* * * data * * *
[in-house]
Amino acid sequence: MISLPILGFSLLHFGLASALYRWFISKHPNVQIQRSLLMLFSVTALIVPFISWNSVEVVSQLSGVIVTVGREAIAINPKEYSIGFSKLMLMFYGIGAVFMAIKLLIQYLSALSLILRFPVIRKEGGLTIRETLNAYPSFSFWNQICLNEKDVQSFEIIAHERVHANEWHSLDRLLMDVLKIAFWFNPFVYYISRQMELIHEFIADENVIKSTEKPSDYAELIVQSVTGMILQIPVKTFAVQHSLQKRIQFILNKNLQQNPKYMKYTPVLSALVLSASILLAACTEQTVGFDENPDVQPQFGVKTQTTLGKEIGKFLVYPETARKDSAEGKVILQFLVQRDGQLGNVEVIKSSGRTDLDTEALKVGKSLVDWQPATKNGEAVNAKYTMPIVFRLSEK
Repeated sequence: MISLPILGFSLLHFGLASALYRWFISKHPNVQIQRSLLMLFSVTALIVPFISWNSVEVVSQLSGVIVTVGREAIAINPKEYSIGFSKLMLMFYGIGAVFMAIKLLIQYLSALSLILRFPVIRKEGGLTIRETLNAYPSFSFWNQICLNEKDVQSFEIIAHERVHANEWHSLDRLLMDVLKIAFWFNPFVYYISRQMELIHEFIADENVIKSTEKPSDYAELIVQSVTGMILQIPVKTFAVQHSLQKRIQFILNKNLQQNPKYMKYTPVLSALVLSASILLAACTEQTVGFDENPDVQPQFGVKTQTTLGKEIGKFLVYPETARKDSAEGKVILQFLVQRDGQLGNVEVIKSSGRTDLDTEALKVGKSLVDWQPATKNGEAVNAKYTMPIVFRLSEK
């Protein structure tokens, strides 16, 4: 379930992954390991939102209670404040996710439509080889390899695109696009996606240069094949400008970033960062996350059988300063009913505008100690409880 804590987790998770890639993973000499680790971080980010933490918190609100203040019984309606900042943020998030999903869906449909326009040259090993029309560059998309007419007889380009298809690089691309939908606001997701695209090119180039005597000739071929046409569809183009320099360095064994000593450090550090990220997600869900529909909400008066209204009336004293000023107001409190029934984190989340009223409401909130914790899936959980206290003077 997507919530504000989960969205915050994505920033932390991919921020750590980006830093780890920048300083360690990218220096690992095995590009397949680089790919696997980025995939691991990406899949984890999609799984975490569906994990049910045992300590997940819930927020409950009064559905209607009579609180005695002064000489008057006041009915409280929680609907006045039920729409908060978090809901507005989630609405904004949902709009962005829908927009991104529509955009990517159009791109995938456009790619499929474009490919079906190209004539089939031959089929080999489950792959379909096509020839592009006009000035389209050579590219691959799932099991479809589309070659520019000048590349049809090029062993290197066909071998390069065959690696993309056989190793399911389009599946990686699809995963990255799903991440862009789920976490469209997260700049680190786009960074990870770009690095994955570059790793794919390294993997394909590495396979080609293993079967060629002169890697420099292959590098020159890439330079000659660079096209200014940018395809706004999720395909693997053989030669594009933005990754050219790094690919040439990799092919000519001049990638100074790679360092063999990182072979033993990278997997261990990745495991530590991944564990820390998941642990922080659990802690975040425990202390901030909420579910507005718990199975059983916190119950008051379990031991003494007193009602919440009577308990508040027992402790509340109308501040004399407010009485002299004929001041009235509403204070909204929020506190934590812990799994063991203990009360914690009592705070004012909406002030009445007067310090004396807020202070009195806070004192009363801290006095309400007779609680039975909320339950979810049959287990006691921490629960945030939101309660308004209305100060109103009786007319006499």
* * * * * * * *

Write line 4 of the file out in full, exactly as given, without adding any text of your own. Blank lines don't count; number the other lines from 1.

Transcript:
């Protein structure tokens, strides 16, 4: 379930992954390991939102209670404040996710439509080889390899695109696009996606240069094949400008970033960062996350059988300063009913505008100690409880 804590987790998770890639993973000499680790971080980010933490918190609100203040019984309606900042943020998030999903869906449909326009040259090993029309560059998309007419007889380009298809690089691309939908606001997701695209090119180039005597000739071929046409569809183009320099360095064994000593450090550090990220997600869900529909909400008066209204009336004293000023107001409190029934984190989340009223409401909130914790899936959980206290003077 997507919530504000989960969205915050994505920033932390991919921020750590980006830093780890920048300083360690990218220096690992095995590009397949680089790919696997980025995939691991990406899949984890999609799984975490569906994990049910045992300590997940819930927020409950009064559905209607009579609180005695002064000489008057006041009915409280929680609907006045039920729409908060978090809901507005989630609405904004949902709009962005829908927009991104529509955009990517159009791109995938456009790619499929474009490919079906190209004539089939031959089929080999489950792959379909096509020839592009006009000035389209050579590219691959799932099991479809589309070659520019000048590349049809090029062993290197066909071998390069065959690696993309056989190793399911389009599946990686699809995963990255799903991440862009789920976490469209997260700049680190786009960074990870770009690095994955570059790793794919390294993997394909590495396979080609293993079967060629002169890697420099292959590098020159890439330079000659660079096209200014940018395809706004999720395909693997053989030669594009933005990754050219790094690919040439990799092919000519001049990638100074790679360092063999990182072979033993990278997997261990990745495991530590991944564990820390998941642990922080659990802690975040425990202390901030909420579910507005718990199975059983916190119950008051379990031991003494007193009602919440009577308990508040027992402790509340109308501040004399407010009485002299004929001041009235509403204070909204929020506190934590812990799994063991203990009360914690009592705070004012909406002030009445007067310090004396807020202070009195806070004192009363801290006095309400007779609680039975909320339950979810049959287990006691921490629960945030939101309660308004209305100060109103009786007319006499």